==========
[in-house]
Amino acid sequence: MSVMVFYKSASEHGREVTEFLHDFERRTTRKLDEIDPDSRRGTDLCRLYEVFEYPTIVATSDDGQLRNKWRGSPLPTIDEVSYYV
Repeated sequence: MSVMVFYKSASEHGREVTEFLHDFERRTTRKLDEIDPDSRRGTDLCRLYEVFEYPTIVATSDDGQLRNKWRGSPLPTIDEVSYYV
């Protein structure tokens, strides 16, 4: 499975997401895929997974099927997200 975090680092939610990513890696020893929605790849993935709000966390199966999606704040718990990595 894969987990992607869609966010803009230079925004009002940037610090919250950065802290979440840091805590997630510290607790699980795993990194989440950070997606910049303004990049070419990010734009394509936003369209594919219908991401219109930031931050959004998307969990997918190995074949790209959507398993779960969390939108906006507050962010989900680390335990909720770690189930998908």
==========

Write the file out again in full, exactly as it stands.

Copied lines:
[in-house]
Amino acid sequence: MSVMVFYKSASEHGREVTEFLHDFERRTTRKLDEIDPDSRRGTDLCRLYEVFEYPTIVATSDDGQLRNKWRGSPLPTIDEVSYYV
Repeated sequence: MSVMVFYKSASEHGREVTEFLHDFERRTTRKLDEIDPDSRRGTDLCRLYEVFEYPTIVATSDDGQLRNKWRGSPLPTIDEVSYYV
């Protein structure tokens, strides 16, 4: 499975997401895929997974099927997200 975090680092939610990513890696020893929605790849993935709000966390199966999606704040718990990595 894969987990992607869609966010803009230079925004009002940037610090919250950065802290979440840091805590997630510290607790699980795993990194989440950070997606910049303004990049070419990010734009394509936003369209594919219908991401219109930031931050959004998307969990997918190995074949790209959507398993779960969390939108906006507050962010989900680390335990909720770690189930998908």